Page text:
The RACGP and AMA ACT have slammed the ACT Government’s decision to impose an additional payroll tax on Canberra’s GPs.
With the viability of general practice in the nation’s capital continuing to come under pressure, GPs will have little option but to pass the additional tax on to patients.
A poll of practices across Australia found only 3% would be able to absorb the costs of the additional payroll tax on independent GPs – 78% would be forced to raise fees.
General practices already pay payroll tax on their employees, including receptionists, GPs in training and nurses. The ACT Government’s additional payroll tax has not previously been applied to GPs because most GPs are independent contractors, leasing rooms from a practice owner and working independently.
RACGP President Dr Nicole Higgins said the ACT Government needs to recognise the devastating impacts of the additional tax on essential general practice services.
“We have consulted with the ACT Government, and their new policy shows they have a limited understand of the way general practice works or the pressure GPs are under in the ACT. They also don’t understand how bulk billing works. It’s designed to ensure that the most vulnerable people in our community can get the care they need – the Federal Government’s tripling of bulk billing incentives is only for people on healthcare cards, pensioners, and children.
The ACT Government has announced a temporary payroll exemption but only for a small minority of practices that are able to bulk at least 65% of services and remain viable.
“Canberra is one of the most expensive places to run a practice, and we have already seen practices forced to close because they simply can’t afford to keep the lights on. It will be absolutely devastating for the community if more of their local practices are forced to close, and GPs leave town. While the ACT Government may collect more payroll tax in the short term, it will cost much more in the long run because it will result in more people going to hospital, which is much more expensive.
“I’m calling on the government to come back to the table to consult with GPs and find a real solution before it’s too late.”
Dr Kerrie Aust, AMA ACT President-Elect and a GP in Waniassa, has echoed these concerns, “The additional payroll tax ignores the precarious state of general practice in Canberra – a city with the lowest number of GPs per head of population of any Australian capital city, a city where GP training positions remain vacant year after year, a city where high quality practices close their doors, a city where, when good GPs retire, they struggle to find someone who is willing to take over their patients.”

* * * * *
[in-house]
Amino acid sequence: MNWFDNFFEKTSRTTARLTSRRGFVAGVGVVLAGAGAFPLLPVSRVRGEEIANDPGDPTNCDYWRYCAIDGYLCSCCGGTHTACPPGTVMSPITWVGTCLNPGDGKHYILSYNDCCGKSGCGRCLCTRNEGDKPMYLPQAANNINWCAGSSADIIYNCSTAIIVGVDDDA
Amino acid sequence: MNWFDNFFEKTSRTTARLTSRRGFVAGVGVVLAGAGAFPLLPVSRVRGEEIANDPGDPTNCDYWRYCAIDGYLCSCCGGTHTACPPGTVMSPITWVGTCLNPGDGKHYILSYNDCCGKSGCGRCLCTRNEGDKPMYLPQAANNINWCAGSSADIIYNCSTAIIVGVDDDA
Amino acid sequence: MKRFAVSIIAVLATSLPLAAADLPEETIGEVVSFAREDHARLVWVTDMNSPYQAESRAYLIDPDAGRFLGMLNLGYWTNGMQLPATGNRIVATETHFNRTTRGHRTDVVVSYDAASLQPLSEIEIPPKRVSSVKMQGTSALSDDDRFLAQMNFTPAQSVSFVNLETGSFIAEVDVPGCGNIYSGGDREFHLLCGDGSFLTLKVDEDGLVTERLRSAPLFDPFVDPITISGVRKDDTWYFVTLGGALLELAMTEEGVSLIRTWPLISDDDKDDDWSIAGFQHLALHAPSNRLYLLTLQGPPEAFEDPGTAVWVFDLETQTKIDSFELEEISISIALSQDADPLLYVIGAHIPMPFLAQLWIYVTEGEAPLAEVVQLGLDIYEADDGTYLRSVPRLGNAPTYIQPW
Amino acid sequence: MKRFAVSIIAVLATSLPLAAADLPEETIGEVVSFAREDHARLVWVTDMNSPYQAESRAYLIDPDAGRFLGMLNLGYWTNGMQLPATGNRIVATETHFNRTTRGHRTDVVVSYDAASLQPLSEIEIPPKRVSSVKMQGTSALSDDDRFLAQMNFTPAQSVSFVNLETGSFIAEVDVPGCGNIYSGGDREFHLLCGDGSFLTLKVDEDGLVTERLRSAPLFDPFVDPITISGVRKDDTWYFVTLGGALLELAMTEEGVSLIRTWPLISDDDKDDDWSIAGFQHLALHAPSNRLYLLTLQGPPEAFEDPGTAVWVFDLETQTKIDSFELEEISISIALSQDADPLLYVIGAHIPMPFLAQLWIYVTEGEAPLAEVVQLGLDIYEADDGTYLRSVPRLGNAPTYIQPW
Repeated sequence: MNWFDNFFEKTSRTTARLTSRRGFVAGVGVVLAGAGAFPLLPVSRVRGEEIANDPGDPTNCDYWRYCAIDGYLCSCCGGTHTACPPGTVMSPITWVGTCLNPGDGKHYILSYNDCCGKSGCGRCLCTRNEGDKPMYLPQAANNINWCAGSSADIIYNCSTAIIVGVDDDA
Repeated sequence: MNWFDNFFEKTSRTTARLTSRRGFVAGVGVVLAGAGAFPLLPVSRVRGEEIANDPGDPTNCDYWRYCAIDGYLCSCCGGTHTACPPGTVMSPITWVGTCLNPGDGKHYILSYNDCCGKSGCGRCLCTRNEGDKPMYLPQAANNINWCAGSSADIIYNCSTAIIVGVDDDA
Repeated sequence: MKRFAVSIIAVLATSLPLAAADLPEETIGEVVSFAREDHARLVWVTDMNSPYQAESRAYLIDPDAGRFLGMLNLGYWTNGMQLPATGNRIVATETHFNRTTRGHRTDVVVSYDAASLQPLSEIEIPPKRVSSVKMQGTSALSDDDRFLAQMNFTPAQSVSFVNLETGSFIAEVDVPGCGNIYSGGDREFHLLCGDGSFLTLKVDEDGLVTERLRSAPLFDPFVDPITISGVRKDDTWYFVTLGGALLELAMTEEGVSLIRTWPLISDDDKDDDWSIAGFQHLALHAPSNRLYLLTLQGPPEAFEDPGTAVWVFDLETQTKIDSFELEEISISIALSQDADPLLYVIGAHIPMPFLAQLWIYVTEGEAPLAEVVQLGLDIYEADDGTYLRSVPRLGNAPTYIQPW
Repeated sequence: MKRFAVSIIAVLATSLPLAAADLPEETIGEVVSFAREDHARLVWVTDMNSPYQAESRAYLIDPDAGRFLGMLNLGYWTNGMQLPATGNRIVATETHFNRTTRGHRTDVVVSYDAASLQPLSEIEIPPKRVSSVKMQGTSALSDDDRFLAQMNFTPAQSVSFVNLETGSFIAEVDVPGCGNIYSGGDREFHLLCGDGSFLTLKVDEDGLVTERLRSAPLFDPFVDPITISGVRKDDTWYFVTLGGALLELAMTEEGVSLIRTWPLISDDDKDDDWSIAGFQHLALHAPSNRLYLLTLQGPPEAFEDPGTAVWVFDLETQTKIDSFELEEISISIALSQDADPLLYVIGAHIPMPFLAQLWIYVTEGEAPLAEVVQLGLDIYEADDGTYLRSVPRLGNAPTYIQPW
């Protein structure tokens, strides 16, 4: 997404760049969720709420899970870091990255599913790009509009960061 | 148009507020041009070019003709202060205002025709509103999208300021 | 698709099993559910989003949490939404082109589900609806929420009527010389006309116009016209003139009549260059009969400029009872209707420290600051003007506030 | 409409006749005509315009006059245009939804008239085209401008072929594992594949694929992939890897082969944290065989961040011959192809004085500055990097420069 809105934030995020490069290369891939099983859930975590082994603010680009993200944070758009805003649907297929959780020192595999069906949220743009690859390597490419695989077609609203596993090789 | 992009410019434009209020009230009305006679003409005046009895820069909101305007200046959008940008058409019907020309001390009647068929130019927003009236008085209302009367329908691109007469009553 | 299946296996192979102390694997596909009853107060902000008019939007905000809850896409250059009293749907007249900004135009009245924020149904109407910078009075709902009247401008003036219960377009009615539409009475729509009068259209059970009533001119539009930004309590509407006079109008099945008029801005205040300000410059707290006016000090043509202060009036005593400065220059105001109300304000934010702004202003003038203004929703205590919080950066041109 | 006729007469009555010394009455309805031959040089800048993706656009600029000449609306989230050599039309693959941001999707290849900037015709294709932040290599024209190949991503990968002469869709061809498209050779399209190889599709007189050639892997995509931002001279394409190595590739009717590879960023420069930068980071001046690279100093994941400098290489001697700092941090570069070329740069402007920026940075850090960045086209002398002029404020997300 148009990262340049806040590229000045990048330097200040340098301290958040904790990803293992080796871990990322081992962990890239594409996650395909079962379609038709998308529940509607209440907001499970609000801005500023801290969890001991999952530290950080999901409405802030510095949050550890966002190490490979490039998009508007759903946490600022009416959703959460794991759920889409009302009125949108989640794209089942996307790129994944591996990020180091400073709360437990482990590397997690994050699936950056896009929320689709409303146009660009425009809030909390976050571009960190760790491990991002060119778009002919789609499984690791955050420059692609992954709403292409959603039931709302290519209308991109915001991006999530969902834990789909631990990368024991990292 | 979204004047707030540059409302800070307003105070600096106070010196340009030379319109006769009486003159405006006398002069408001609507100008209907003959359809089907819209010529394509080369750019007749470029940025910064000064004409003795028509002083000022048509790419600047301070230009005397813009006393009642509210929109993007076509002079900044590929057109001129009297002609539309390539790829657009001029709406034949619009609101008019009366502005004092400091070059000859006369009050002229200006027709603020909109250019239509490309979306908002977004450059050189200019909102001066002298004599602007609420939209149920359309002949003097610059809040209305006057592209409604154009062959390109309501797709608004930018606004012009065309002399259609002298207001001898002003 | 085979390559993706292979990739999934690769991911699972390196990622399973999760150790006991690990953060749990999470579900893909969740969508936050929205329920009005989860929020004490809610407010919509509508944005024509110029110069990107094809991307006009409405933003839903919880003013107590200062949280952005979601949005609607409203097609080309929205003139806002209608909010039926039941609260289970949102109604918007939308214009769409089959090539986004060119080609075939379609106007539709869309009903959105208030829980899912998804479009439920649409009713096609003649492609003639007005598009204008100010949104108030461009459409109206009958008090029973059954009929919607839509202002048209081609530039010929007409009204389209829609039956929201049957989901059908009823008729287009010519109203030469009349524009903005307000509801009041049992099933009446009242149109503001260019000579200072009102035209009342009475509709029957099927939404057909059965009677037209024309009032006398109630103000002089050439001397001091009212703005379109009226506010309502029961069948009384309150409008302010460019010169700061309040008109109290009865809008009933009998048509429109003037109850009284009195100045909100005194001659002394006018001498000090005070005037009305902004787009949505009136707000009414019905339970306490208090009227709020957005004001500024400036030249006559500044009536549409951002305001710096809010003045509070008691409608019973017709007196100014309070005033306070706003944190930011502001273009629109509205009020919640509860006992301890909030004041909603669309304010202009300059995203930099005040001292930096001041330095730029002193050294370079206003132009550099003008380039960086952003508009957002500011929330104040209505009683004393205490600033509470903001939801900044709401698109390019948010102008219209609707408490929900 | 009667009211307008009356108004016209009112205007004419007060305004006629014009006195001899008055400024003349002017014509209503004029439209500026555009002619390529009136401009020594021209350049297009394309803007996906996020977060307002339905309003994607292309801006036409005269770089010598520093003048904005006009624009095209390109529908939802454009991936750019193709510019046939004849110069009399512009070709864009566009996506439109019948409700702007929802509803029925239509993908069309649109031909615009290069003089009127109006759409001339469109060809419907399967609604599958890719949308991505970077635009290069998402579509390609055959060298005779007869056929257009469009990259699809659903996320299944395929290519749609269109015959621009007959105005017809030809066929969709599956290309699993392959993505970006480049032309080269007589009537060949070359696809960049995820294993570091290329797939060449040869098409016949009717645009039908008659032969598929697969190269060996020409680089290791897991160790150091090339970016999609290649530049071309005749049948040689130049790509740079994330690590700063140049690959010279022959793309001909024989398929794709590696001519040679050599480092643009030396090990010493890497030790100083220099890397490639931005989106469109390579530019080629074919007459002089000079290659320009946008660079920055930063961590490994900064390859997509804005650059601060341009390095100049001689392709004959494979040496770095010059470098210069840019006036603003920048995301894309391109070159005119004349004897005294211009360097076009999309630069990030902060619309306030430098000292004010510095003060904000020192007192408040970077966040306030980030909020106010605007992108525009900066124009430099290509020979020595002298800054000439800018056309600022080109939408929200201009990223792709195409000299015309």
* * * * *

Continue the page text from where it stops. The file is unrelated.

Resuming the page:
“Not only this, but the additional payroll tax threatens better integration of primary care. With GPs working to make general practice the home for wrap-around, linked up care, working closely with nurses and allied health professionals, the additional payroll tax works in precisely the opposite direction. The additional tax will push GPs away from a better integrated model of care and to an increasing focus on maintaining their ability to offer affordable care.”
Dr Martin Leidvogel, GP and practice principal of the Fisher Family Practice, is concerned with the viability of his practice and the risk posed by the additional payroll tax saying, “Ultimately, this is a tax that will be paid by patients as we will have little option but to pass it through.”
Despite the ACT Government’s decision to impose additional payroll tax on GPs, Prof Walter Abhayaratna, AMA ACT President, acknowledged the Government’s decision to rule out retrospective application of the additional tax, “Claims for payment of back taxes would have been devastating for general practice and we acknowledge the steps taken by the ACT Government to avoid these claims prior to 1 July 2023.”
Prof Abhayaratna concluded, “Without general practices that remain viable and thrive in the long-term, it’s unlikely that residents in the National capital will be able to access high-value integrated care. I agree with the RACGP’s Dr Higgins that it’s time to get back around the table and find a real solution that works for the special circumstances of the ACT.”
RACGP spokesperson Dr Felicity Donaghy said it would not be possible to bulk bill 65% pf patients at her practice in Canberra.
“We try our best to keep our fees low for patients and want to bulk bill, but the costs of providing services keeps increasing due to the same inflationary pressures that everyone is facing,” she said.
“It would not be possible for us to bulk bill 65% of patients and stay financially viable, even with the triple bulk incentives, which are only applied to pensioners, children and healthcare card holders. The ACT Government’s policy is out of step with other jurisdictions and will not encourage GPs to work in the ACT, it will have quite the opposite effect.”